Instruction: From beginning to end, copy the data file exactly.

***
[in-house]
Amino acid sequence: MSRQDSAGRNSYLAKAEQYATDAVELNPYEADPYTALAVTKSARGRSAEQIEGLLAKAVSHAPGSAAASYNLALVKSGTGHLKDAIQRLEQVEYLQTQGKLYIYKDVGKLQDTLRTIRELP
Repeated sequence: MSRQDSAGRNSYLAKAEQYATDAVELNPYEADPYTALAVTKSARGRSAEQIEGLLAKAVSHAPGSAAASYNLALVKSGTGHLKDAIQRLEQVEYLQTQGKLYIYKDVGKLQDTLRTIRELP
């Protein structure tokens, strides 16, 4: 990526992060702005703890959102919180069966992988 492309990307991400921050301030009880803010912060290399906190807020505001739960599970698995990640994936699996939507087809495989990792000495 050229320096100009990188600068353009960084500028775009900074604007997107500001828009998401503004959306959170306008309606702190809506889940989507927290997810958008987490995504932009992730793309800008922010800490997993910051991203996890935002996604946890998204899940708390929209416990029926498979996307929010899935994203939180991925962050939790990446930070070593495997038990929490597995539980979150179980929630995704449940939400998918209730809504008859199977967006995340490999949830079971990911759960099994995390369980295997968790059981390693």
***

[in-house]
Amino acid sequence: MSRQDSAGRNSYLAKAEQYATDAVELNPYEADPYTALAVTKSARGRSAEQIEGLLAKAVSHAPGSAAASYNLALVKSGTGHLKDAIQRLEQVEYLQTQGKLYIYKDVGKLQDTLRTIRELP
Repeated sequence: MSRQDSAGRNSYLAKAEQYATDAVELNPYEADPYTALAVTKSARGRSAEQIEGLLAKAVSHAPGSAAASYNLALVKSGTGHLKDAIQRLEQVEYLQTQGKLYIYKDVGKLQDTLRTIRELP
């Protein structure tokens, strides 16, 4: 990526992060702005703890959102919180069966992988 492309990307991400921050301030009880803010912060290399906190807020505001739960599970698995990640994936699996939507087809495989990792000495 050229320096100009990188600068353009960084500028775009900074604007997107500001828009998401503004959306959170306008309606702190809506889940989507927290997810958008987490995504932009992730793309800008922010800490997993910051991203996890935002996604946890998204899940708390929209416990029926498979996307929010899935994203939180991925962050939790990446930070070593495997038990929490597995539980979150179980929630995704449940939400998918209730809504008859199977967006995340490999949830079971990911759960099994995390369980295997968790059981390693």